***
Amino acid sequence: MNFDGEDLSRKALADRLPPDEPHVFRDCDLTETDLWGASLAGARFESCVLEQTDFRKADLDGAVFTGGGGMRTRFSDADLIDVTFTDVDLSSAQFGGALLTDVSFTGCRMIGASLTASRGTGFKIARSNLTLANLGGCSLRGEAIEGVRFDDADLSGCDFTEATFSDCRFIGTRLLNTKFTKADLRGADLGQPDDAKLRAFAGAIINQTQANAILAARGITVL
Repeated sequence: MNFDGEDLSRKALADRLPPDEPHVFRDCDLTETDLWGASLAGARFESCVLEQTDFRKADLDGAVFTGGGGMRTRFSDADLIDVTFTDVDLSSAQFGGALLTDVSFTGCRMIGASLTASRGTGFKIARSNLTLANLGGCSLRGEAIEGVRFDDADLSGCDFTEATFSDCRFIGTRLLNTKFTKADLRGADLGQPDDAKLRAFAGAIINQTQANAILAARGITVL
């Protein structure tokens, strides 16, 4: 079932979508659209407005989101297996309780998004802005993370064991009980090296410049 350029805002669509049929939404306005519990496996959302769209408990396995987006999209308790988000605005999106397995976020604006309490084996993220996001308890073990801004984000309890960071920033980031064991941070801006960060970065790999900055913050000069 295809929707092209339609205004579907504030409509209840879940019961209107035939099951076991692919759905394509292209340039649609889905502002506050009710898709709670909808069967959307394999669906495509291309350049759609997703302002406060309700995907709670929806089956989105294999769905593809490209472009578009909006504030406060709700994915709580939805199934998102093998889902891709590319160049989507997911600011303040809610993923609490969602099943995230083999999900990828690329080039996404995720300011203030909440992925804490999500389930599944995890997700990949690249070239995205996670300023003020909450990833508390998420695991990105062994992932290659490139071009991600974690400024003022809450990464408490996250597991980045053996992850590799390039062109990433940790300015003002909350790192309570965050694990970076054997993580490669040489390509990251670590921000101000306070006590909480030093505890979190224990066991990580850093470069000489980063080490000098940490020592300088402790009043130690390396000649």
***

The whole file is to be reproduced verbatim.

Amino acid sequence: MNFDGEDLSRKALADRLPPDEPHVFRDCDLTETDLWGASLAGARFESCVLEQTDFRKADLDGAVFTGGGGMRTRFSDADLIDVTFTDVDLSSAQFGGALLTDVSFTGCRMIGASLTASRGTGFKIARSNLTLANLGGCSLRGEAIEGVRFDDADLSGCDFTEATFSDCRFIGTRLLNTKFTKADLRGADLGQPDDAKLRAFAGAIINQTQANAILAARGITVL
Repeated sequence: MNFDGEDLSRKALADRLPPDEPHVFRDCDLTETDLWGASLAGARFESCVLEQTDFRKADLDGAVFTGGGGMRTRFSDADLIDVTFTDVDLSSAQFGGALLTDVSFTGCRMIGASLTASRGTGFKIARSNLTLANLGGCSLRGEAIEGVRFDDADLSGCDFTEATFSDCRFIGTRLLNTKFTKADLRGADLGQPDDAKLRAFAGAIINQTQANAILAARGITVL
């Protein structure tokens, strides 16, 4: 079932979508659209407005989101297996309780998004802005993370064991009980090296410049 350029805002669509049929939404306005519990496996959302769209408990396995987006999209308790988000605005999106397995976020604006309490084996993220996001308890073990801004984000309890960071920033980031064991941070801006960060970065790999900055913050000069 295809929707092209339609205004579907504030409509209840879940019961209107035939099951076991692919759905394509292209340039649609889905502002506050009710898709709670909808069967959307394999669906495509291309350049759609997703302002406060309700995907709670929806089956989105294999769905593809490209472009578009909006504030406060709700994915709580939805199934998102093998889902891709590319160049989507997911600011303040809610993923609490969602099943995230083999999900990828690329080039996404995720300011203030909440992925804490999500389930599944995890997700990949690249070239995205996670300023003020909450990833508390998420695991990105062994992932290659490139071009991600974690400024003022809450990464408490996250597991980045053996992850590799390039062109990433940790300015003002909350790192309570965050694990970076054997993580490669040489390509990251670590921000101000306070006590909480030093505890979190224990066991990580850093470069000489980063080490000098940490020592300088402790009043130690390396000649």